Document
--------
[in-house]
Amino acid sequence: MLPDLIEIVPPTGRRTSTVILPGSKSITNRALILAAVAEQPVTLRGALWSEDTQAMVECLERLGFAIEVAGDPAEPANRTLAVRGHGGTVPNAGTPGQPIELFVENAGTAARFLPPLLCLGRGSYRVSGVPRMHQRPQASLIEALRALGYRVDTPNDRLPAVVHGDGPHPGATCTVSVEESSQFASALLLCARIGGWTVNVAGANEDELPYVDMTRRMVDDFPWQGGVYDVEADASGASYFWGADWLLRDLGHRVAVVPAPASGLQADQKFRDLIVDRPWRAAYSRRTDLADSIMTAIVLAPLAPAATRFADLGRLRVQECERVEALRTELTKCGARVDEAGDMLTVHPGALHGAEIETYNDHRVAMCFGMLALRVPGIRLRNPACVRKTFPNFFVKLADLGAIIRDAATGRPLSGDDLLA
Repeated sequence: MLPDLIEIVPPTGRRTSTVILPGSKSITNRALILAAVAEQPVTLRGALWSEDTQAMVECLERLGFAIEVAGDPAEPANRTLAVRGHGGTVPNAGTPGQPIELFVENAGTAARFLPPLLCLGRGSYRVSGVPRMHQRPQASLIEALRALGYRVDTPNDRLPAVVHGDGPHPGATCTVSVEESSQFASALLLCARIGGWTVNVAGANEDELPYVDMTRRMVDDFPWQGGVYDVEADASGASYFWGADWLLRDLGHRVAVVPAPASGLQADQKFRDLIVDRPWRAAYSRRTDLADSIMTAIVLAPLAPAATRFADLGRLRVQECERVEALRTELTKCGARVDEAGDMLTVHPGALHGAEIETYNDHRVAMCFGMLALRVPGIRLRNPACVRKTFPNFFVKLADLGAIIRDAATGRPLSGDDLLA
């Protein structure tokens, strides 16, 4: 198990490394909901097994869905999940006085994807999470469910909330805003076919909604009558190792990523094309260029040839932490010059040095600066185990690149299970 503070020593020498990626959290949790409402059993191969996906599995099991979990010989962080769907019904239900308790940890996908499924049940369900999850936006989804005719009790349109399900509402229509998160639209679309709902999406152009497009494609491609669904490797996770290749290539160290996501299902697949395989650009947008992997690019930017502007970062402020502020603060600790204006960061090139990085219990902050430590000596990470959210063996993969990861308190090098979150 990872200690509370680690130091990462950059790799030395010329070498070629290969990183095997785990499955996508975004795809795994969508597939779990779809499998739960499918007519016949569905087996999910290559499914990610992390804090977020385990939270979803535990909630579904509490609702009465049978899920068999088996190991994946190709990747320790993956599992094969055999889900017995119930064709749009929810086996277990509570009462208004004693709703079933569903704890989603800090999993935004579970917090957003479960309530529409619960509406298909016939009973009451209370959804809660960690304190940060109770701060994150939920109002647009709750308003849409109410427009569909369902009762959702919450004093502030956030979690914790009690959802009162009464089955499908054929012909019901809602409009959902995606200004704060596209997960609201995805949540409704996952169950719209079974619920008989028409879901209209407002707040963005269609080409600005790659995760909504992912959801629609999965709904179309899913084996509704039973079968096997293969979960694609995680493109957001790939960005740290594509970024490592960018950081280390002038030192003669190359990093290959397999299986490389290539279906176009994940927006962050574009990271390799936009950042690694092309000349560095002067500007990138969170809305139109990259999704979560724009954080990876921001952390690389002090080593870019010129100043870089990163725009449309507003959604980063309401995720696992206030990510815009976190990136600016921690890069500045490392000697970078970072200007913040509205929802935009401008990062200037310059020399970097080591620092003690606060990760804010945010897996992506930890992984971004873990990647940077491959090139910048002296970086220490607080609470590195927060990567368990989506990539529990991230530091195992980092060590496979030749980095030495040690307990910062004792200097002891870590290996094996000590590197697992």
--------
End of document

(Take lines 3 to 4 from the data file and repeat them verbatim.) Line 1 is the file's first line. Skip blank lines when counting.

Repeated sequence: MLPDLIEIVPPTGRRTSTVILPGSKSITNRALILAAVAEQPVTLRGALWSEDTQAMVECLERLGFAIEVAGDPAEPANRTLAVRGHGGTVPNAGTPGQPIELFVENAGTAARFLPPLLCLGRGSYRVSGVPRMHQRPQASLIEALRALGYRVDTPNDRLPAVVHGDGPHPGATCTVSVEESSQFASALLLCARIGGWTVNVAGANEDELPYVDMTRRMVDDFPWQGGVYDVEADASGASYFWGADWLLRDLGHRVAVVPAPASGLQADQKFRDLIVDRPWRAAYSRRTDLADSIMTAIVLAPLAPAATRFADLGRLRVQECERVEALRTELTKCGARVDEAGDMLTVHPGALHGAEIETYNDHRVAMCFGMLALRVPGIRLRNPACVRKTFPNFFVKLADLGAIIRDAATGRPLSGDDLLA
């Protein structure tokens, strides 16, 4: 198990490394909901097994869905999940006085994807999470469910909330805003076919909604009558190792990523094309260029040839932490010059040095600066185990690149299970 503070020593020498990626959290949790409402059993191969996906599995099991979990010989962080769907019904239900308790940890996908499924049940369900999850936006989804005719009790349109399900509402229509998160639209679309709902999406152009497009494609491609669904490797996770290749290539160290996501299902697949395989650009947008992997690019930017502007970062402020502020603060600790204006960061090139990085219990902050430590000596990470959210063996993969990861308190090098979150 990872200690509370680690130091990462950059790799030395010329070498070629290969990183095997785990499955996508975004795809795994969508597939779990779809499998739960499918007519016949569905087996999910290559499914990610992390804090977020385990939270979803535990909630579904509490609702009465049978899920068999088996190991994946190709990747320790993956599992094969055999889900017995119930064709749009929810086996277990509570009462208004004693709703079933569903704890989603800090999993935004579970917090957003479960309530529409619960509406298909016939009973009451209370959804809660960690304190940060109770701060994150939920109002647009709750308003849409109410427009569909369902009762959702919450004093502030956030979690914790009690959802009162009464089955499908054929012909019901809602409009959902995606200004704060596209997960609201995805949540409704996952169950719209079974619920008989028409879901209209407002707040963005269609080409600005790659995760909504992912959801629609999965709904179309899913084996509704039973079968096997293969979960694609995680493109957001790939960005740290594509970024490592960018950081280390002038030192003669190359990093290959397999299986490389290539279906176009994940927006962050574009990271390799936009950042690694092309000349560095002067500007990138969170809305139109990259999704979560724009954080990876921001952390690389002090080593870019010129100043870089990163725009449309507003959604980063309401995720696992206030990510815009976190990136600016921690890069500045490392000697970078970072200007913040509205929802935009401008990062200037310059020399970097080591620092003690606060990760804010945010897996992506930890992984971004873990990647940077491959090139910048002296970086220490607080609470590195927060990567368990989506990539529990991230530091195992980092060590496979030749980095030495040690307990910062004792200097002891870590290996094996000590590197697992």